I walked up as innocent and excited as any this-is-my-first-day-on-the-job I. Magnin employee could be. The late fall air in San Francisco filled my head with vapors better than any coffee high. The cable thumped and sang beneath the street.
She lay in wait.
I was dressed in my best: charcoal gray wool pants, a silk sport coat, a plain white Oxford-cloth shirt with a button-down collar, and a brown and black faux-regimental tie that might still nestle in a bag somewhere under my bed. Nah, possibly gone to Goodwill ages ago. All that covered by a London Fog coat.
She was short, dark hair, mid-thirties I’d say. None of her dress flashes back now. Too many decades intervened. Glasses? Yes, maybe glasses. Clear, fair skin and dark eyes. No makeup to remember. Plump.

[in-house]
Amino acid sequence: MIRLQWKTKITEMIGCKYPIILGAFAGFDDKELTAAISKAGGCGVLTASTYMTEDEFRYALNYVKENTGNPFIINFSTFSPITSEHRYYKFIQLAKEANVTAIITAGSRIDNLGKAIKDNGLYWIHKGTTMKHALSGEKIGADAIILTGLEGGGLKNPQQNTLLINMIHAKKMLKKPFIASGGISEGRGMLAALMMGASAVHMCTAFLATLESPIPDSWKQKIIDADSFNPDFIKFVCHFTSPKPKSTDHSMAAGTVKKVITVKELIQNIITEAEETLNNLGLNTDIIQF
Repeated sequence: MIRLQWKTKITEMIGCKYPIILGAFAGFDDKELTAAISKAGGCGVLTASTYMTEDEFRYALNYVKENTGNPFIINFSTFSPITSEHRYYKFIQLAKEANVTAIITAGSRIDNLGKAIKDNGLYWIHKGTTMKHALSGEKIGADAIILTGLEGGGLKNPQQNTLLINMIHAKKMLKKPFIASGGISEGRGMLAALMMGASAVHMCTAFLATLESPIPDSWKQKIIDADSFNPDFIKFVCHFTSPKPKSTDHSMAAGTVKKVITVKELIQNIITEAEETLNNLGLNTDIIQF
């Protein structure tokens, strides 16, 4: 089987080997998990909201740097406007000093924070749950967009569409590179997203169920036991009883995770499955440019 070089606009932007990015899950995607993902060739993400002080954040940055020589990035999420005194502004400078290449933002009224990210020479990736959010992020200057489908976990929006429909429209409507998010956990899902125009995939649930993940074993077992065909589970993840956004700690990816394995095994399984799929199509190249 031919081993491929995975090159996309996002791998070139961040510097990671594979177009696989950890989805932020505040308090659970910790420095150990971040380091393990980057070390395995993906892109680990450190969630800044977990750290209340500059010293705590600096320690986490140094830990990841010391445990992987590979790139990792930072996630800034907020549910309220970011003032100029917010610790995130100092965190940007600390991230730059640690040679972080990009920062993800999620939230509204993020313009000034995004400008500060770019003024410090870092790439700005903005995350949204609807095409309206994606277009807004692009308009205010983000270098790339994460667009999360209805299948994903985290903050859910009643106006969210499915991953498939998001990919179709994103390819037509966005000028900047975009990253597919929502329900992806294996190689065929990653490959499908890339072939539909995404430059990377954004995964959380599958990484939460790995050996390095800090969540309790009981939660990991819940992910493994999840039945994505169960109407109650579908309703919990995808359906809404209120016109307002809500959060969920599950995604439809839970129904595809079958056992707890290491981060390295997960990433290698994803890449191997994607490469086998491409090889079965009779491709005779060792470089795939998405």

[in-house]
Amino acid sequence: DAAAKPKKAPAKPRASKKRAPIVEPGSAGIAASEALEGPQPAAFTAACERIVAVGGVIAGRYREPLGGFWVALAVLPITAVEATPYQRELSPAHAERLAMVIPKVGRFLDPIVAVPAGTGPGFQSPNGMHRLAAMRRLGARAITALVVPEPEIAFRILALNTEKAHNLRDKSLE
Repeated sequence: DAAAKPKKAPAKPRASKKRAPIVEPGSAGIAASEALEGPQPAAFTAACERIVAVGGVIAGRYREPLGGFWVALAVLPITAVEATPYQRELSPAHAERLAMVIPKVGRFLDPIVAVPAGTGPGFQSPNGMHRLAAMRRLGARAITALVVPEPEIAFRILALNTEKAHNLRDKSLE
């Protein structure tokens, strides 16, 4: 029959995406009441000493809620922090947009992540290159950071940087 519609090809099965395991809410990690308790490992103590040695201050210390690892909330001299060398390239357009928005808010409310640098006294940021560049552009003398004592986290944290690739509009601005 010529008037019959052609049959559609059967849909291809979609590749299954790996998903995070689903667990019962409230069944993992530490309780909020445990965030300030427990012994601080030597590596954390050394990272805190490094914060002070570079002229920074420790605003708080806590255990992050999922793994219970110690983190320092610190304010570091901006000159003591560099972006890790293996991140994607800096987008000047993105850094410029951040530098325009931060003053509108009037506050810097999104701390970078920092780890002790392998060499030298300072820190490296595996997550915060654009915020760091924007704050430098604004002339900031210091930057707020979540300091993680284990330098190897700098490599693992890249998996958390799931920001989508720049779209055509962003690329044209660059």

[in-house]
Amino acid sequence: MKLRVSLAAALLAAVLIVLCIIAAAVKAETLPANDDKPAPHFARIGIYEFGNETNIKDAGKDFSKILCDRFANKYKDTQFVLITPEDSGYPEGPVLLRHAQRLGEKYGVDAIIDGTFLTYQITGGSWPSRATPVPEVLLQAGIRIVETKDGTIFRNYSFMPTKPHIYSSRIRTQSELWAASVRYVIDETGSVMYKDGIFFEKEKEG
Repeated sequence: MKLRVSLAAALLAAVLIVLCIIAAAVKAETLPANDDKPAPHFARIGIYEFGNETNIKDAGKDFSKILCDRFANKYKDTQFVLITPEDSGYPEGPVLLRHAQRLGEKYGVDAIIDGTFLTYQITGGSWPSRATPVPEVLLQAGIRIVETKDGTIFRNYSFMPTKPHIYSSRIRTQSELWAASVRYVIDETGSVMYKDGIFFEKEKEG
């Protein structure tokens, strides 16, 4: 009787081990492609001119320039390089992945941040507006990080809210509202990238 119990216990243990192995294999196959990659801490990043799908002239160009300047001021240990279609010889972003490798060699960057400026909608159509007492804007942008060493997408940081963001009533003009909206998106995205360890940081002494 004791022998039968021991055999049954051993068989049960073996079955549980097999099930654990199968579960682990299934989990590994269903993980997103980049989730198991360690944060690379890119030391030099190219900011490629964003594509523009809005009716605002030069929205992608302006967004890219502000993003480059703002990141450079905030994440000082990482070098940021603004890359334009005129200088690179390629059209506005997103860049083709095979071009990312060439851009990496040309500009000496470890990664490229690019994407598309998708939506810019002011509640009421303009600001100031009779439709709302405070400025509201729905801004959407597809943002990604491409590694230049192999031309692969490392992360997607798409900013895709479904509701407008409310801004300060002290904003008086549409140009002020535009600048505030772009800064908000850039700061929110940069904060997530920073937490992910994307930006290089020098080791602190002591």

I glanced to the hilltop, looking for the cable car.
“I could drop dead any minute they say.”
Pivot. Eyes wide. A full step back. I reply, “Good morning?”
“The doctors, you know. They say it could happen any time.”
“Oh.” A look up the hill.
“Waiting for the car? It’ll be here any second. Where are you going?”
“To Union Square.” Still not used to talking to strangers in The City.
And rescue crested the hill, clanging and wrenching its way down to us. I wrestled my wallet out of my pocket ready to brandish my fresh MUNI pass, my ID that I belonged in The City. The car thumped and almost shrieked to a halt in front of us, and I stood aside allowing the lady to climb aboard first. I followed and flashed my pass.
I found a seat far from her and imagined my coat was warm.
But is it ever cold in San Francisco?
I mean, apart from out in the avenues in June?